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Performance Anxiety: are there cultural differences?

Yale Summer School of Music, Norfolk, Connecticut

I was brought over to work as a Performance Coach at the the Yale Summer School of Music, more commonly known as Norfolk Chamber Music Festival by the director, Paul Hawkshaw, a professor at Yale School of Music. He was keen to bring back a more holistic way of working into the American musical community. Paul was very involved in International Society for the Study of Tension in Performance (ISSTP) in the early 80’s. He also knew Eloise Ristad, the author of A Soprano on her Head a book about musician’s mental blocks and performance anxiety, which was very popular amongst music students in the 80’s. My work reminded him of Eloise and that was the connection.

Yale Summer School of Music, USA

Working in the beautiful hills of Connecticut, on the Battell-Stoeckel estate and with exceptionally talented, skilled students was incredibly stimulating. The students were mostly in their early twenties, on Masters courses, at places like Yale School of Music, Juilliard and some of the other prestigious music courses.

My whole approach was new to them and introducing myself as a coach dealing primarily with Performance Anxiety didn’t work. I had to clarify all the different aspects of my work and then they were interested: practising techniques, memorising, focus, concert etiquette, learning how to introduce pieces to an audience, dealing with your Inner Critic, and being on top form in an audition as well as nerves and tension. And for the ensembles, it included learning excellent listening & ensemble playing and rehearsal technique.

I had some amazing sessions with the students. The ones that stand out are working with a string quartet on how to manage their emotions when rehearsing, and how to ‘criticise’ each other’s playing from a positive, supportive perspective; exploring what was at the bottom of ‘freezing’ on stage with strategies to deal with that; keeping focus in practice and performance and much, much more.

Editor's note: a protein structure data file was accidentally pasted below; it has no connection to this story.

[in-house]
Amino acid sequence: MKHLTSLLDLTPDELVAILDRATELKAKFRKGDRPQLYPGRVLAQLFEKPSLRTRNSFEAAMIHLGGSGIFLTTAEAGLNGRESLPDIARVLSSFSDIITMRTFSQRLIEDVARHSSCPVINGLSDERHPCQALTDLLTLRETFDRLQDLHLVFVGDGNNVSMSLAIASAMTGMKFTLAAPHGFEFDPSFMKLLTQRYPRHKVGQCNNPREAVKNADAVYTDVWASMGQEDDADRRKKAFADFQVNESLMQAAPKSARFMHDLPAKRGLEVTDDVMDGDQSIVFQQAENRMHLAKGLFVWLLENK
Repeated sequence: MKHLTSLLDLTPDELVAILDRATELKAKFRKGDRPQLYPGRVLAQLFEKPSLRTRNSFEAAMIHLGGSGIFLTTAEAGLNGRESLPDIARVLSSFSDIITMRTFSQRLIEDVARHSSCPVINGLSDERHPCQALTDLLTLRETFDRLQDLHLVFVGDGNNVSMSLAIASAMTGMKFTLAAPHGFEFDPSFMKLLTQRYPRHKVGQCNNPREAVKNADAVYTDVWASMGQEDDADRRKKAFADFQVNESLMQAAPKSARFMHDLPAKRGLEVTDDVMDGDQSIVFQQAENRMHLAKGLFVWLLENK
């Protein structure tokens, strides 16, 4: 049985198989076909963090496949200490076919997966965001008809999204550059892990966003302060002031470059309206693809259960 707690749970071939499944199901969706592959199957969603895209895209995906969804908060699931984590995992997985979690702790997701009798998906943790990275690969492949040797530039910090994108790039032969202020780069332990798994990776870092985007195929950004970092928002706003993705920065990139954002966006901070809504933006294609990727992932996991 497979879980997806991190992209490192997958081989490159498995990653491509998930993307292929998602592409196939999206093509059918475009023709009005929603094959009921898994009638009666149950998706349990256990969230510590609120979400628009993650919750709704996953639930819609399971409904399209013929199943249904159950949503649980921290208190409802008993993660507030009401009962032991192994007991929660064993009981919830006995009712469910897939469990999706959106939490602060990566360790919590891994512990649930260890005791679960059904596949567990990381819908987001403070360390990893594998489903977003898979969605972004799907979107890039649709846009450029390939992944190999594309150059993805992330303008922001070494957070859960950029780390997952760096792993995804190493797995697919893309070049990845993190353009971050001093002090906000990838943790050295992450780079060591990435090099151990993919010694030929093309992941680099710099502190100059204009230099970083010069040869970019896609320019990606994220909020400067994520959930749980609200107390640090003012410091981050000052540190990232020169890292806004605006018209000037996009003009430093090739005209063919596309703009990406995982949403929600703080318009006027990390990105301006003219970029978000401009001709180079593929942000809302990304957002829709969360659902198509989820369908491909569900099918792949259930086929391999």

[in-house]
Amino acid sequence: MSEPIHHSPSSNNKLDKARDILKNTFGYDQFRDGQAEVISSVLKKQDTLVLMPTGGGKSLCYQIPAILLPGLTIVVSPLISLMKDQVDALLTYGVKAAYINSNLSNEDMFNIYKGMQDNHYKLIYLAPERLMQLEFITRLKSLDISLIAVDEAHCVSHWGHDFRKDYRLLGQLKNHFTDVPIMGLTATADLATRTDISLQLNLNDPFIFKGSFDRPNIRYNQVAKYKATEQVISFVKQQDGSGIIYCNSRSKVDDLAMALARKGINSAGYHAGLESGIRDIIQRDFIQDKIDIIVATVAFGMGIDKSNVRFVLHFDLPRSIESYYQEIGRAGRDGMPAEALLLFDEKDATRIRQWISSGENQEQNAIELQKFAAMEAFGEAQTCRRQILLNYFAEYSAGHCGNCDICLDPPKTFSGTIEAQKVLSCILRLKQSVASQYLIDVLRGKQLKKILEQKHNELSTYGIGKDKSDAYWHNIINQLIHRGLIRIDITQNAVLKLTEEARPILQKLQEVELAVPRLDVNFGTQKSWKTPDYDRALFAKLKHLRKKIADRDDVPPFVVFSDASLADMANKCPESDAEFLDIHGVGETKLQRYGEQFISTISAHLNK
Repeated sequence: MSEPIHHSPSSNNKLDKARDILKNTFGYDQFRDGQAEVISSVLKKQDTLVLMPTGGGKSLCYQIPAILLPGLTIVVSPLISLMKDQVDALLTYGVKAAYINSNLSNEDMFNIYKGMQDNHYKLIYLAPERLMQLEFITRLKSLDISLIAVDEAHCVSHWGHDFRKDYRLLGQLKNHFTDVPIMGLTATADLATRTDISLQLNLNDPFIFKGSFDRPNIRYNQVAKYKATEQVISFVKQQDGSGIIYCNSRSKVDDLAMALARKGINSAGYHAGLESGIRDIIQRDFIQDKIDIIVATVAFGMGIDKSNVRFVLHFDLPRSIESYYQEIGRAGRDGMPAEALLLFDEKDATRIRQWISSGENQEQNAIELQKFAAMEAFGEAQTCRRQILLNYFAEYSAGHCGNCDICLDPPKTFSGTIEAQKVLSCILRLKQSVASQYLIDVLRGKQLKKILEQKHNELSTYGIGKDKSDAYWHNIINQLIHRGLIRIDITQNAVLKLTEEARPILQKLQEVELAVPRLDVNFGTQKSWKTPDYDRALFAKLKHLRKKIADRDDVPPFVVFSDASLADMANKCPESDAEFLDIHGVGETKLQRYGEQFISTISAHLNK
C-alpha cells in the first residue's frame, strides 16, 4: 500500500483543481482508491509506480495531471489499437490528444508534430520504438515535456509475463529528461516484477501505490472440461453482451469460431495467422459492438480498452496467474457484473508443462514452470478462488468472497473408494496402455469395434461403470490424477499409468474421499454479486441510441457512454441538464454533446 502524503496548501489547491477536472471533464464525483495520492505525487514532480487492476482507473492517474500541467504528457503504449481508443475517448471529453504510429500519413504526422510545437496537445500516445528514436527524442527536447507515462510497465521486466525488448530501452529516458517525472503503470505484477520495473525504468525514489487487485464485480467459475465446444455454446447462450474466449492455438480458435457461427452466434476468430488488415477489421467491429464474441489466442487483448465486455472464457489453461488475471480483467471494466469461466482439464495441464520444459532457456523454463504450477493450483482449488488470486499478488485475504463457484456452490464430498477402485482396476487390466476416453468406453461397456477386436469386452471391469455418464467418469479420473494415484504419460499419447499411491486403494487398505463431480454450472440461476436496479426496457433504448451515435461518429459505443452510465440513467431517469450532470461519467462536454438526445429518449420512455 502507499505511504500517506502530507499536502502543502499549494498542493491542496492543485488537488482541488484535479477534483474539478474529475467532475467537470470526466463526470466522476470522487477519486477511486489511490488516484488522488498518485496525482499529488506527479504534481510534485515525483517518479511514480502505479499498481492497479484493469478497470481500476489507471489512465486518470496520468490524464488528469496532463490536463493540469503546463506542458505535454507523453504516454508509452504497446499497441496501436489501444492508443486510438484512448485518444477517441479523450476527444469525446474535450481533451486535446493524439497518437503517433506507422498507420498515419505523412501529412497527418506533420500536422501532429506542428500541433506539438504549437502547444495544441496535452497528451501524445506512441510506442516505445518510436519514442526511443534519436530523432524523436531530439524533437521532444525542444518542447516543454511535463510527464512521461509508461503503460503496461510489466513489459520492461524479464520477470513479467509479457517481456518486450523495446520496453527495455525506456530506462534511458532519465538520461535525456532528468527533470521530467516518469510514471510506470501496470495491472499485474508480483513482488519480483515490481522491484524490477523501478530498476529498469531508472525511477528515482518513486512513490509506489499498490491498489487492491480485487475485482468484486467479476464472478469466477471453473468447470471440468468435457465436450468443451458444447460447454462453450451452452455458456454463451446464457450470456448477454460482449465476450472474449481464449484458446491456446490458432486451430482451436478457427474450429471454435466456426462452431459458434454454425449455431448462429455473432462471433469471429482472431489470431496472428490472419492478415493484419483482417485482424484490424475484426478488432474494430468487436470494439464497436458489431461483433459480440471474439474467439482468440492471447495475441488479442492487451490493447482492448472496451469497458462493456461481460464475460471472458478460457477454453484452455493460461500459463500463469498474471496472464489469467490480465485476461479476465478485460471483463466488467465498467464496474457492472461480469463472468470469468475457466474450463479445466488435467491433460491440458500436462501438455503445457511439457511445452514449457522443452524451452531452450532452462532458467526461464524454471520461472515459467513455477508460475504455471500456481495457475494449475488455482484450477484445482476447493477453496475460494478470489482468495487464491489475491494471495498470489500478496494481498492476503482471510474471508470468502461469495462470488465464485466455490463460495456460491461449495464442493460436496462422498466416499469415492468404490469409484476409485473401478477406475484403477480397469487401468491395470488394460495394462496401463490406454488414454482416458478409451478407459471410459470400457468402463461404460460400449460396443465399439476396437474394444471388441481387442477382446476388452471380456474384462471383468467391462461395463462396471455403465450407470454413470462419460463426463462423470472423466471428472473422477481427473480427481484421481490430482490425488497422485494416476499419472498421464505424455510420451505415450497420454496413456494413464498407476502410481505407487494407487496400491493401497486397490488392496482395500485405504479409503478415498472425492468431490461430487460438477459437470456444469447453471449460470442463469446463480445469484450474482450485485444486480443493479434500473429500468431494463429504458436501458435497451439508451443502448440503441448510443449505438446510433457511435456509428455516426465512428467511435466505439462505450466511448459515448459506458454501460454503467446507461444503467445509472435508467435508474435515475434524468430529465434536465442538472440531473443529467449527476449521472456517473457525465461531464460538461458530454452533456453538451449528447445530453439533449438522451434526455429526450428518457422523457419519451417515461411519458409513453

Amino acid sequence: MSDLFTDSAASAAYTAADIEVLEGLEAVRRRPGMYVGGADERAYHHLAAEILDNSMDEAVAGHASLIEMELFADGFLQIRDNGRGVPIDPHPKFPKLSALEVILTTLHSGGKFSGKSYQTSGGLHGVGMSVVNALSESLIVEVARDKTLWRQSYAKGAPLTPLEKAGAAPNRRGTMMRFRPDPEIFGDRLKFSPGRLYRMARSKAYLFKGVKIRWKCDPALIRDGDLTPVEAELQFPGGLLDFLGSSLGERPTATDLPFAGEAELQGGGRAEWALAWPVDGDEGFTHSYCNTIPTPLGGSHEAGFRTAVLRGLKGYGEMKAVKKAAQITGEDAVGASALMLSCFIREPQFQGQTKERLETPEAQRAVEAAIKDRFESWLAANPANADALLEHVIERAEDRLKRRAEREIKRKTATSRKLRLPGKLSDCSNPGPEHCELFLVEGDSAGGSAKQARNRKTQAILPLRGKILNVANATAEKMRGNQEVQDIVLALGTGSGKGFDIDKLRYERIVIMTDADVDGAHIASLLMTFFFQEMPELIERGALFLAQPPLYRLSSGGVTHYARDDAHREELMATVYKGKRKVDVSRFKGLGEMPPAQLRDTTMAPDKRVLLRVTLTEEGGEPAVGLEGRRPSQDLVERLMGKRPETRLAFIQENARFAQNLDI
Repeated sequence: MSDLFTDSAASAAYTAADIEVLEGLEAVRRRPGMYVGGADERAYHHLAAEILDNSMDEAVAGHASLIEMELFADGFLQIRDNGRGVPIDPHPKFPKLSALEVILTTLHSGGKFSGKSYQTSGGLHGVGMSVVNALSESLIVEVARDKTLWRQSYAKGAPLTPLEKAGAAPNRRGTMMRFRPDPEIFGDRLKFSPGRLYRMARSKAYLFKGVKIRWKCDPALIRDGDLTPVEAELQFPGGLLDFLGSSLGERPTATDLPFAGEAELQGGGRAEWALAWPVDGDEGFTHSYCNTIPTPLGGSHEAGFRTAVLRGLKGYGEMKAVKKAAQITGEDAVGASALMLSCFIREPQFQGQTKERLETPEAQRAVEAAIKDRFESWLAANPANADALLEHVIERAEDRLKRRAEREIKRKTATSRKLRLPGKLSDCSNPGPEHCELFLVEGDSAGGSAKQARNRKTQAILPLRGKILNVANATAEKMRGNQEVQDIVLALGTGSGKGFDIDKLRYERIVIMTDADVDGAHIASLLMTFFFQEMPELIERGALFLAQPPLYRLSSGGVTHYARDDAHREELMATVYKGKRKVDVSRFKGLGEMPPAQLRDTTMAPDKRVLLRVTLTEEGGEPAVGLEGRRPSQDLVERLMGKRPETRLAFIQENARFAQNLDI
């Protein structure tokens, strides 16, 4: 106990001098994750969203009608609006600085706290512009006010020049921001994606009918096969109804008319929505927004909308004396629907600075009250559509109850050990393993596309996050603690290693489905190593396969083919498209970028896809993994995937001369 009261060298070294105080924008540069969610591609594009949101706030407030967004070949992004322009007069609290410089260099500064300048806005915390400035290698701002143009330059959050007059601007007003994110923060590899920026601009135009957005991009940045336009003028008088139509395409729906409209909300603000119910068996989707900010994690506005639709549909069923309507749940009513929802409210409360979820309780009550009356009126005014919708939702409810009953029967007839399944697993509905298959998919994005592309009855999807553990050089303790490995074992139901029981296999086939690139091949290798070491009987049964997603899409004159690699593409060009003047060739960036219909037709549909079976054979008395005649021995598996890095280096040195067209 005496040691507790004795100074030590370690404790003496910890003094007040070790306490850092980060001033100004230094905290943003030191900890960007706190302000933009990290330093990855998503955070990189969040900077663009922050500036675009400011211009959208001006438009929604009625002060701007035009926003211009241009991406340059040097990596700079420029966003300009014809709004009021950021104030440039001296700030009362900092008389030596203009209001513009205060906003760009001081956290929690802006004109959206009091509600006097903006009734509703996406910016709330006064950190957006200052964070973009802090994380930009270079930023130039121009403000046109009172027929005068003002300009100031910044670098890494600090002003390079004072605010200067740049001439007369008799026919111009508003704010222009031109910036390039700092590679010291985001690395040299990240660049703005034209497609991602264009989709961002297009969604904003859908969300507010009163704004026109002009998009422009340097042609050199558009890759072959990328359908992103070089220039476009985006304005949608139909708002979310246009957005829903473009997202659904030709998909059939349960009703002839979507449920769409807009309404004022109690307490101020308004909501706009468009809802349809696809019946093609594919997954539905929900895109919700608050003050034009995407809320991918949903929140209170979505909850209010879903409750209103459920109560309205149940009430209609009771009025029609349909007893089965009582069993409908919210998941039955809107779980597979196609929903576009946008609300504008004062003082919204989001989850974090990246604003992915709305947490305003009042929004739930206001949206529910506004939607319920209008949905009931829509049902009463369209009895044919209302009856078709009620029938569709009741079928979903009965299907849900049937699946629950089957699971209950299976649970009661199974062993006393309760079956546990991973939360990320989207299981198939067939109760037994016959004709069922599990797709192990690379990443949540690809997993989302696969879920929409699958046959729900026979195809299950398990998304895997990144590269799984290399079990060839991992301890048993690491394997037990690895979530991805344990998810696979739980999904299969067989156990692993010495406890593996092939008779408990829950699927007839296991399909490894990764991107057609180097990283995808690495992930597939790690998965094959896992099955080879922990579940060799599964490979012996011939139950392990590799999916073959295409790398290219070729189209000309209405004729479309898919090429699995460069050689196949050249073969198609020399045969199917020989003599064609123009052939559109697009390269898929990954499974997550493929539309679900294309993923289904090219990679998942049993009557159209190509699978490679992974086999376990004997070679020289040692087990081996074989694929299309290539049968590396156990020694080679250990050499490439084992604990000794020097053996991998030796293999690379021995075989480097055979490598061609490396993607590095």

Hong Kong My work at both the HK Academy for Fine Arts and to some of the English Schools Foundation schools a few months earlier was fascinating. I had been concerned about how the Chinese would handle the whole issue of performance anxiety, especially around the issue of ‘loss of face.’ It was different from what I had expected. I had thought that the four students in the master class would find it particularly awkward and exposing, but they didn’t appear to. The students performing (particularly obvious in the conservatoires) sat on the front row, away from their fellow students. They were clearly singled out as the performers. In my understanding of the situation, this preferential treatment balanced out anything that could be considered exposing or vulnerable. But when all the students were given an opportunity to book individual sessions with me later, unlike their British counterparts who fight to grab a slot, there was not one single booking from the Chinese students. I imagine that booking an individual session around the topic of nerves would have been very exposing. It was clearly where the loss of face might have kicked in.

Charlotte Tomlinson with Chinese students in Hong Kong

I wasn’t at all surprised by the degree to which some of the Chinese students were hard on themselves. This was particularly evident at the schools. Three out of four students who performed were paralysed by nerves, hating the whole experience. They simply couldn’t see that there was anything good about their performance, and were highly self-critical. Just this on it’s own would have been enough to send their performance anxiety levels through the roof.

I came across an abstract for some research undertaken for the Centre of Arts Research in Education which compares performance anxiety in American music undergraduates compared with their Chinese counterparts. The results show that “Hong Kong Chinese music students reported higher levels of performance anxiety compared to American music students.”

Here’s the full abstract if you’re interested:


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